They can also do a lung x-ray/CT scan to assess that, but that’s a time-consuming and expensive process that greatly limits the frequency of how often they can take measurements.


So, while there are invasive or intrusive measures available, there’s not an option that is easy and non-invasive, like our AGM100 – for rapid assessment and treatment effectiveness confirmation.  And we are also unique in the Oxygen Deficit information that we provide.


In terms of the accuracy of blood oxygen levels, studies have been published in medical journals such as CHEST, which show that the blood oxygen level (gPaO2) provided from the AGM100 correlates extremely well with the PaO2 on an arterial blood gas method in a wide range of normal and clinical situations. A number of scientific papers published by a global team of scientists have demonstrated the accuracy of the AGM100 measurements and the near one-to-one relationship with ABG. Therefore, we have proven that a breath-based approach like ours, through a calculated means, has high accuracy and reliability, which is a very exciting development.


CEOCFO: Where is it in use currently, such as hospital emergency rooms or physicians’ offices? Could the current model be used in ambulances, senior care facilities or long-term care facilities?

Mr. Lee: Yes absolutely. If you think about the small portable pulmonary lab in a box concept, the utility is quite broad. Right now, major customers are hospitals and hospital systems, like integrated delivery networks. The first adoptees within the hospitals were typically emergency and respiratory groups, but we are quickly learning that our device is expanding through different areas of the hospital, all the way to the patient discharge space, where right before the patient is discharged, they would take a measurement. There is broad applicability because respiratory medicine cuts across multiple departments within the hospital.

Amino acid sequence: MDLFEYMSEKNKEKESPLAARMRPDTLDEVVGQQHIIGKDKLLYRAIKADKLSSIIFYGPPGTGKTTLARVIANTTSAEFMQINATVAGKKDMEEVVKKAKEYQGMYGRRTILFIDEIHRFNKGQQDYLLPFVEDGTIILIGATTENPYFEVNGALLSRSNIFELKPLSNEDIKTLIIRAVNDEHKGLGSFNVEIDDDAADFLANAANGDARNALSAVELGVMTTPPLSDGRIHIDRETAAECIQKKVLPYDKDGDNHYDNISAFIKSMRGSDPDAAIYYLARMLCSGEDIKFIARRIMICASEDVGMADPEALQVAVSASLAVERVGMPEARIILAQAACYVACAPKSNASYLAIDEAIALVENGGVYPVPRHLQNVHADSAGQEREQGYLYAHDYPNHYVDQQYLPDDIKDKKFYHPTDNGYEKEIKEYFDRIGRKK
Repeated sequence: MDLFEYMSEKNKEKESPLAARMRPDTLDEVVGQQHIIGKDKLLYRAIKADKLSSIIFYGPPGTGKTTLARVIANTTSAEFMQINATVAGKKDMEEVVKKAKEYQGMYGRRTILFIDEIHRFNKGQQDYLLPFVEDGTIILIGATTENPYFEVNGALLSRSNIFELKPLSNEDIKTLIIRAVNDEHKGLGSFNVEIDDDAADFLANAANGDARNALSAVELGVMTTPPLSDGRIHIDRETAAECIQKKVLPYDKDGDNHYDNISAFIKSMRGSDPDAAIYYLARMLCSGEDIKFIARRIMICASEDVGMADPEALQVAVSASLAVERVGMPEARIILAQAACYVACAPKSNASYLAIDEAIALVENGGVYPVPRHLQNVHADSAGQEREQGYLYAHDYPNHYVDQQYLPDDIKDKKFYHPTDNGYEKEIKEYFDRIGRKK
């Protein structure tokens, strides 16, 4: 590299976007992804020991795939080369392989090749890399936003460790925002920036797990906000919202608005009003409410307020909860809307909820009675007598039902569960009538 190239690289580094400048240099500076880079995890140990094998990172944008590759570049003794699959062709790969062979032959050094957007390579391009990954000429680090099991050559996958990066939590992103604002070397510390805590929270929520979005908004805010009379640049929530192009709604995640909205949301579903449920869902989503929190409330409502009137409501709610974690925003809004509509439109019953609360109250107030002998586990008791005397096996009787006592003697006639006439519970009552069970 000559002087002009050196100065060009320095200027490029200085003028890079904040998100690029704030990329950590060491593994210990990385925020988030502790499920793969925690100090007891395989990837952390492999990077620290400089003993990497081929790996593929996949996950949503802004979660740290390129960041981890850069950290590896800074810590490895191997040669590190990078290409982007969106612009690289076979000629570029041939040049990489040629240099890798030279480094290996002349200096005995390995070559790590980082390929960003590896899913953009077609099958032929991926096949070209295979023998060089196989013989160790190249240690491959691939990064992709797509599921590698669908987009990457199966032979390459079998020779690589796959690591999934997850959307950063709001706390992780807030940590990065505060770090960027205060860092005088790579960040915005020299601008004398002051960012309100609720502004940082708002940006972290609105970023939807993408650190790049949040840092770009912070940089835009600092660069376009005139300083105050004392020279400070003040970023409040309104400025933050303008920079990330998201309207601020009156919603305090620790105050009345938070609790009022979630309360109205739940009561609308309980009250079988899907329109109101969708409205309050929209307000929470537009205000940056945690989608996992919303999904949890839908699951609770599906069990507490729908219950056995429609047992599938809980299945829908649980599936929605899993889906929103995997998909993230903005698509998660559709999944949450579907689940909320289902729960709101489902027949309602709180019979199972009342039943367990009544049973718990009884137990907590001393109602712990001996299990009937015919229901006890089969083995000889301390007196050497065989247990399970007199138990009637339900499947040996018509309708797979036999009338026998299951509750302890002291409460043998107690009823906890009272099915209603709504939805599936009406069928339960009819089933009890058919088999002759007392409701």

There are also emerging segments like post-COVID clinics, long-term care facilities, and eventually, I think, in ambulances too. It has many features that make it desirable in low-resource and remote locations. The device is small and portable. It can easily be transported and moved into a mobile unit. It is simple to operate, and healthcare professionals can be trained to operate it in under 30 minutes. The technology is cleared for use in all qualified healthcare facilities.


CEOCFO: Is there a pediatric application?

Mr. Lee: Right now, the AGM100 is FDA cleared for use only in adult populations. However, significant potential pediatric applications are being explored because our device is non-invasive and it may allow pediatric populations to be evaluated in a much more non-invasive manner, which reduces the possibility of pain for kids. MediPines won a competitive award last year funded by Children’s National Hospital and the FDA to study the utility of non-invasive pulmonary gas exchange measurement in pediatric populations.


If you think about respiratory issues, it cuts across elderly, as well as children, so we believe the pediatric application will be very important. We are working with Children’s National Hospital in Seattle and UC Davis Children’s Hospital.


CEOCFO: Would you tell us about the Advanced Single Patient Breathing Circuit and how it works with the AGM100?